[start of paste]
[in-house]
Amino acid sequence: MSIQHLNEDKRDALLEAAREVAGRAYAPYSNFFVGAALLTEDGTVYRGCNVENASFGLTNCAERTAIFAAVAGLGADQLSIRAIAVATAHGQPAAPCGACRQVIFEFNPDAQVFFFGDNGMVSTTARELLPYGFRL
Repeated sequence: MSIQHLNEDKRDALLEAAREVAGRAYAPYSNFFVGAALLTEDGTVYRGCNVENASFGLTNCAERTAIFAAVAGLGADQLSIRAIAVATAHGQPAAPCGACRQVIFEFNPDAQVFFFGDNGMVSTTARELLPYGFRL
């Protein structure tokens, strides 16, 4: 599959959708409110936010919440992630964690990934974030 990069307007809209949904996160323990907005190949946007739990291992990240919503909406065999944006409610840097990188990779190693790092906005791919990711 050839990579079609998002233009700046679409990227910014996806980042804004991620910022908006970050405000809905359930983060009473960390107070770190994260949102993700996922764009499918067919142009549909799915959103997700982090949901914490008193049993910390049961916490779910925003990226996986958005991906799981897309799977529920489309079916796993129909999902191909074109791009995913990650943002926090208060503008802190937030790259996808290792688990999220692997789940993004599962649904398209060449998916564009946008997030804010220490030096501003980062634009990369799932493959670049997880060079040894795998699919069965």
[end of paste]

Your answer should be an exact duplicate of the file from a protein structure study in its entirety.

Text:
[in-house]
Amino acid sequence: MSIQHLNEDKRDALLEAAREVAGRAYAPYSNFFVGAALLTEDGTVYRGCNVENASFGLTNCAERTAIFAAVAGLGADQLSIRAIAVATAHGQPAAPCGACRQVIFEFNPDAQVFFFGDNGMVSTTARELLPYGFRL
Repeated sequence: MSIQHLNEDKRDALLEAAREVAGRAYAPYSNFFVGAALLTEDGTVYRGCNVENASFGLTNCAERTAIFAAVAGLGADQLSIRAIAVATAHGQPAAPCGACRQVIFEFNPDAQVFFFGDNGMVSTTARELLPYGFRL
């Protein structure tokens, strides 16, 4: 599959959708409110936010919440992630964690990934974030 990069307007809209949904996160323990907005190949946007739990291992990240919503909406065999944006409610840097990188990779190693790092906005791919990711 050839990579079609998002233009700046679409990227910014996806980042804004991620910022908006970050405000809905359930983060009473960390107070770190994260949102993700996922764009499918067919142009549909799915959103997700982090949901914490008193049993910390049961916490779910925003990226996986958005991906799981897309799977529920489309079916796993129909999902191909074109791009995913990650943002926090208060503008802190937030790259996808290792688990999220692997789940993004599962649904398209060449998916564009946008997030804010220490030096501003980062634009990369799932493959670049997880060079040894795998699919069965």